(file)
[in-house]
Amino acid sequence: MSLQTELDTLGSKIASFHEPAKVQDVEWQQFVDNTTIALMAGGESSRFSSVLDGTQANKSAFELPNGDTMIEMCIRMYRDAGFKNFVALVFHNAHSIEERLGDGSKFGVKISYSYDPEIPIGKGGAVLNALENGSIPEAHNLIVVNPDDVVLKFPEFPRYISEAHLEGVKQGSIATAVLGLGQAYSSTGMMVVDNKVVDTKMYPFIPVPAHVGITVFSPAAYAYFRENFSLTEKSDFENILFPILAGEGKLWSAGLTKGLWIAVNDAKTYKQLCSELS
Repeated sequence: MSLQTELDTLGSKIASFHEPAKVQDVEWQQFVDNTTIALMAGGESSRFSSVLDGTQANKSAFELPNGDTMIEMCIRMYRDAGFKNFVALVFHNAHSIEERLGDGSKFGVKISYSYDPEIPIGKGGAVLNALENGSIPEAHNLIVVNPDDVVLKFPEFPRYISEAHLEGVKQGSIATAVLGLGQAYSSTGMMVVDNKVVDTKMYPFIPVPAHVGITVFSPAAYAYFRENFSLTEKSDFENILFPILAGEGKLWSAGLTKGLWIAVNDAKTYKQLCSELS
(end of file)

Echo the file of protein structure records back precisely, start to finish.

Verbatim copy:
[in-house]
Amino acid sequence: MSLQTELDTLGSKIASFHEPAKVQDVEWQQFVDNTTIALMAGGESSRFSSVLDGTQANKSAFELPNGDTMIEMCIRMYRDAGFKNFVALVFHNAHSIEERLGDGSKFGVKISYSYDPEIPIGKGGAVLNALENGSIPEAHNLIVVNPDDVVLKFPEFPRYISEAHLEGVKQGSIATAVLGLGQAYSSTGMMVVDNKVVDTKMYPFIPVPAHVGITVFSPAAYAYFRENFSLTEKSDFENILFPILAGEGKLWSAGLTKGLWIAVNDAKTYKQLCSELS
Repeated sequence: MSLQTELDTLGSKIASFHEPAKVQDVEWQQFVDNTTIALMAGGESSRFSSVLDGTQANKSAFELPNGDTMIEMCIRMYRDAGFKNFVALVFHNAHSIEERLGDGSKFGVKISYSYDPEIPIGKGGAVLNALENGSIPEAHNLIVVNPDDVVLKFPEFPRYISEAHLEGVKQGSIATAVLGLGQAYSSTGMMVVDNKVVDTKMYPFIPVPAHVGITVFSPAAYAYFRENFSLTEKSDFENILFPILAGEGKLWSAGLTKGLWIAVNDAKTYKQLCSELS